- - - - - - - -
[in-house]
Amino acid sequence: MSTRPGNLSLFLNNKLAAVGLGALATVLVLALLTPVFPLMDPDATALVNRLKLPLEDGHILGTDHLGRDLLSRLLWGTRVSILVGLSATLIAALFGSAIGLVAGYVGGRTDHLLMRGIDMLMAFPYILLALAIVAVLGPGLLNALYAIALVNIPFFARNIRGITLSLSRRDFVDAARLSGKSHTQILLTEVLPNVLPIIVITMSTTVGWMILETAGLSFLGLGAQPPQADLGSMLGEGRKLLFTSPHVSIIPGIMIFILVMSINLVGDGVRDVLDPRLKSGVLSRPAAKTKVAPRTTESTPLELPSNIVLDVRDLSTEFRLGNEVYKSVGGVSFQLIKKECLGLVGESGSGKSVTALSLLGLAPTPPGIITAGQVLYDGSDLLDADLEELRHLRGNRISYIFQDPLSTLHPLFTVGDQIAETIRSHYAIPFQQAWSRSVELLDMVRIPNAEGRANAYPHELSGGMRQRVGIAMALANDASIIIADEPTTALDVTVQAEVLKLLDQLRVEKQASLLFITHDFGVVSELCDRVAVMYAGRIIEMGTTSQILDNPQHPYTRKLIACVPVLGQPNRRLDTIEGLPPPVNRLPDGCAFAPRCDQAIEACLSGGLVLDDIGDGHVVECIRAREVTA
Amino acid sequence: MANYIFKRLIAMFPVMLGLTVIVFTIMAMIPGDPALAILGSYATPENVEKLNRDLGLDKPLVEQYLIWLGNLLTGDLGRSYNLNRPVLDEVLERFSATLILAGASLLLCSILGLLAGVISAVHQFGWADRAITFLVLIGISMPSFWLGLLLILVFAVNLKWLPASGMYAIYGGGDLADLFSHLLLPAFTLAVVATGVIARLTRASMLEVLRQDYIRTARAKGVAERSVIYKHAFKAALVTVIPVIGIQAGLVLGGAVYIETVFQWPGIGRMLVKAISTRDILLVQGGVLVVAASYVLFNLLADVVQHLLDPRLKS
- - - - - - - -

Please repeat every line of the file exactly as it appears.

[in-house]
Amino acid sequence: MSTRPGNLSLFLNNKLAAVGLGALATVLVLALLTPVFPLMDPDATALVNRLKLPLEDGHILGTDHLGRDLLSRLLWGTRVSILVGLSATLIAALFGSAIGLVAGYVGGRTDHLLMRGIDMLMAFPYILLALAIVAVLGPGLLNALYAIALVNIPFFARNIRGITLSLSRRDFVDAARLSGKSHTQILLTEVLPNVLPIIVITMSTTVGWMILETAGLSFLGLGAQPPQADLGSMLGEGRKLLFTSPHVSIIPGIMIFILVMSINLVGDGVRDVLDPRLKSGVLSRPAAKTKVAPRTTESTPLELPSNIVLDVRDLSTEFRLGNEVYKSVGGVSFQLIKKECLGLVGESGSGKSVTALSLLGLAPTPPGIITAGQVLYDGSDLLDADLEELRHLRGNRISYIFQDPLSTLHPLFTVGDQIAETIRSHYAIPFQQAWSRSVELLDMVRIPNAEGRANAYPHELSGGMRQRVGIAMALANDASIIIADEPTTALDVTVQAEVLKLLDQLRVEKQASLLFITHDFGVVSELCDRVAVMYAGRIIEMGTTSQILDNPQHPYTRKLIACVPVLGQPNRRLDTIEGLPPPVNRLPDGCAFAPRCDQAIEACLSGGLVLDDIGDGHVVECIRAREVTA
Amino acid sequence: MANYIFKRLIAMFPVMLGLTVIVFTIMAMIPGDPALAILGSYATPENVEKLNRDLGLDKPLVEQYLIWLGNLLTGDLGRSYNLNRPVLDEVLERFSATLILAGASLLLCSILGLLAGVISAVHQFGWADRAITFLVLIGISMPSFWLGLLLILVFAVNLKWLPASGMYAIYGGGDLADLFSHLLLPAFTLAVVATGVIARLTRASMLEVLRQDYIRTARAKGVAERSVIYKHAFKAALVTVIPVIGIQAGLVLGGAVYIETVFQWPGIGRMLVKAISTRDILLVQGGVLVVAASYVLFNLLADVVQHLLDPRLKS